Spring break: The real reason Michelle Obama is going to Japan
The White House announced on Tuesday that the first lady will be traveling to Japan and Cambodia to promote girls' education. Call it a placating-vacation.
[Editor's note: The original version misstated the Obama daughters' vacation plans.]
Call it a diplomatic-patching-up, a spring break-smoothing of ties, a placating-vacation.
Michelle Obama is traveling to Japan and Cambodia March 18-22 for a state-sanctioned spring break.
Of course, Mrs. Obama doesn’t just recline poolside – she pleasure-travels with a purpose.
But here's the likely true mission: to propitiate the Japanese people, who haven't quite gotten over the Double Diss of 2014.
You see, President Obama visited Tokyo last year and that delighted the Japanese, ever apprehensive of their global popularity. But when he disembarked from Air Force One solo, without the first lady, the Japanese were dejected.
"Michelle’s absence has thrown Tokyo into a tizzy," the Monitor's Howard LaFranchi reported at the time, noting the hand-wringing and national soul-searching that took place as a result. "Mrs. Obama’s absence is a woeful sign of Japan’s retreat from the top tier of America’s allies."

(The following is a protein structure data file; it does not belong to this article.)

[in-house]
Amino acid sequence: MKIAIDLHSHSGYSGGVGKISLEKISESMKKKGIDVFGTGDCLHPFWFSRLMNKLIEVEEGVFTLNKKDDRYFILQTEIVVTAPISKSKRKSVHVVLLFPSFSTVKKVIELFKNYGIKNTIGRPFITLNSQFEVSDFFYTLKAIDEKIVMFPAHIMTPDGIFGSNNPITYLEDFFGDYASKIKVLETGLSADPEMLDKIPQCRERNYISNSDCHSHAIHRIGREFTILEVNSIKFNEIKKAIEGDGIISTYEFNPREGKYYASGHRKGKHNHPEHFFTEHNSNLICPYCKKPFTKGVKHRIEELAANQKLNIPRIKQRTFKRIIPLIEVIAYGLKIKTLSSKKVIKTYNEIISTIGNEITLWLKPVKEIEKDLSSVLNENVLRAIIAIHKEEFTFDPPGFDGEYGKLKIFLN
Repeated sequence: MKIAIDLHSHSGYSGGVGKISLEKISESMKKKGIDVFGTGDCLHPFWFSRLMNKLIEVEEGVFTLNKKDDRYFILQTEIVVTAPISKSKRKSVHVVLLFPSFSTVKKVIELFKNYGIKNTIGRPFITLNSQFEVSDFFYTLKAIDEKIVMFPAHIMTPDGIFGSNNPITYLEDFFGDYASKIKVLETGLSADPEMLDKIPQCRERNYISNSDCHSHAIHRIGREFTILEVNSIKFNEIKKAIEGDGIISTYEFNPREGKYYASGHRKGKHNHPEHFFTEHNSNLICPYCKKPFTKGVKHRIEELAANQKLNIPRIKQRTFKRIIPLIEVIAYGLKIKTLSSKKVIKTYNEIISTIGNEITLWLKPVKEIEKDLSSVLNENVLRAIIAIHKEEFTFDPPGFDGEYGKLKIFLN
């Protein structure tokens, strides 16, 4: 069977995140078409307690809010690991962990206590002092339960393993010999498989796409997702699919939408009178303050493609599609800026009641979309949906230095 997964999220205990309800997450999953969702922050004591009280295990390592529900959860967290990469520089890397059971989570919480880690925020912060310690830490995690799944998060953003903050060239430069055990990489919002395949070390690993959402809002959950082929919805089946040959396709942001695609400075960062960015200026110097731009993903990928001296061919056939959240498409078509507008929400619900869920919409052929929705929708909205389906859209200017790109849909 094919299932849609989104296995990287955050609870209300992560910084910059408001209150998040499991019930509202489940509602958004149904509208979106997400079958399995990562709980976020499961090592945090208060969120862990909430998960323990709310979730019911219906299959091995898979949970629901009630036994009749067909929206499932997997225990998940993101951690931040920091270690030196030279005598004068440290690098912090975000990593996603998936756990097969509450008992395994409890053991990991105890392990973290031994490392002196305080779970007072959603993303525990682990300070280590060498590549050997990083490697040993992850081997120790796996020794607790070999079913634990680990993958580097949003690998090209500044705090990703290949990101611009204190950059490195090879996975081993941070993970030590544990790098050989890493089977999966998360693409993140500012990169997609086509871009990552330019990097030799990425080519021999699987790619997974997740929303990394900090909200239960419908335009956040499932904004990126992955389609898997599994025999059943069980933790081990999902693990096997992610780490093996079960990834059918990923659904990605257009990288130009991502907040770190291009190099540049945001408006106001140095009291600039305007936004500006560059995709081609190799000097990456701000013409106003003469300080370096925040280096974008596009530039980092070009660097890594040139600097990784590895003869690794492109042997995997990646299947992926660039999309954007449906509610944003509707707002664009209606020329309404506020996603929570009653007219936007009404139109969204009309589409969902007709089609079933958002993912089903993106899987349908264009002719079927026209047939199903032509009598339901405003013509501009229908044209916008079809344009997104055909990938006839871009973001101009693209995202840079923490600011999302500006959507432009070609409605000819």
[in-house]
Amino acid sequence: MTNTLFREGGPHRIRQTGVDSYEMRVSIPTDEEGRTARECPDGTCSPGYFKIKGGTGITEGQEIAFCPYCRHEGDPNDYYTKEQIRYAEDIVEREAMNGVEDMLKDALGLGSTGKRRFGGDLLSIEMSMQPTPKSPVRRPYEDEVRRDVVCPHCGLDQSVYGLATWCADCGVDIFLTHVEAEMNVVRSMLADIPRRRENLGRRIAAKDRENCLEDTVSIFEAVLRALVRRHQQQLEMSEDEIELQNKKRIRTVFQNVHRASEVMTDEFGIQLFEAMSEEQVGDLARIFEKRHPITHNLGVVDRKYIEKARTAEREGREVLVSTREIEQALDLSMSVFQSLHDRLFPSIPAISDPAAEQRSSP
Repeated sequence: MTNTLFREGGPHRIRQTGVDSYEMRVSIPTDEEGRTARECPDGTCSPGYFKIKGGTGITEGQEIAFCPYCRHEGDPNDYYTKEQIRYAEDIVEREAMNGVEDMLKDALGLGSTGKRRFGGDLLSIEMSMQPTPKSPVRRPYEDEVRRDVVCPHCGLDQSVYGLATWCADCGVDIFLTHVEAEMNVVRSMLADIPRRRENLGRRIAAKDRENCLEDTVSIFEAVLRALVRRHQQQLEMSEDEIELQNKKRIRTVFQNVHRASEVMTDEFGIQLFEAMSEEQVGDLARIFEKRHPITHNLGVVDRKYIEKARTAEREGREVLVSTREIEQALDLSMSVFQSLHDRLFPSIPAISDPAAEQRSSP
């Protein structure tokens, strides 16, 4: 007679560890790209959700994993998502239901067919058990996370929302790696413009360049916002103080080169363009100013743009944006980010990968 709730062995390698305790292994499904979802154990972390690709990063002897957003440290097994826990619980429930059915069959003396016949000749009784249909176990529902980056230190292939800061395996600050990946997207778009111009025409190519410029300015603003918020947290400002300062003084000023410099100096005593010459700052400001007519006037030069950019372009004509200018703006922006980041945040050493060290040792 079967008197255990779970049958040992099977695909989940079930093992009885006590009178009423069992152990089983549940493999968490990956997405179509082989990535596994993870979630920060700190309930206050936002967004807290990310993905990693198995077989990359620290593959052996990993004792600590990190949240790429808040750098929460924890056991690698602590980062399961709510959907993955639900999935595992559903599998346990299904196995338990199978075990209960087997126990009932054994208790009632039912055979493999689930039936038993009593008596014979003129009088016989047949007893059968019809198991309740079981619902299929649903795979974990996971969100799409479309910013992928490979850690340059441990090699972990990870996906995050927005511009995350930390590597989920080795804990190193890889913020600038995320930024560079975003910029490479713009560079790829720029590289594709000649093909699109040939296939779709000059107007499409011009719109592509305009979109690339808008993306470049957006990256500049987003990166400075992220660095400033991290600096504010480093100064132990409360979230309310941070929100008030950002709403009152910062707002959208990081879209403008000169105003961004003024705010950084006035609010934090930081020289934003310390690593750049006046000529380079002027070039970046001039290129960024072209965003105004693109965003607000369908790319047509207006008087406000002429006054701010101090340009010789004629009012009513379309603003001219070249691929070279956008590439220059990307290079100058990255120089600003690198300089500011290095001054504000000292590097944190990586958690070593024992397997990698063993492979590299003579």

To add diplomatic insult to injured national pride, Mrs. Obama had the audacity to vacation with her daughters – less than a month prior to the president's solo Japan visit – in China.
How that passed the White House's diplomatic protocol department, we'll never know.
"To the Japanese, the sight of Michelle jumping rope with Chinese kids, feeding pandas, trying out tai-chi, and meeting with Chinese President Xi Jinping and his wife, Peng Liyuan, was more than insult added to injury," reported LaFranchi. "It was proof of China’s ascendency to the top rung of America’s strategic priorities and Japan’s fall to second class."
And while the White House waved that off as hogwash and the president did his best to charm the Japanese without his better half, it appears Michelle has some national-ego-boosting business to attend to in Japan.
Hence Spring Break Asia, Take 2.
Look for the expected photo ops – sampling sushi in Tokyo, strolling the Kyoto gardens, visiting uniformed Japanese students in a local school – as well as a diplomatic visit with Akie Abe, wife of Japanese Prime Minister Shinzo Abe.
If all goes as planned, the first lady will depart victorious, having mollified the Japanese, again secure in their world status.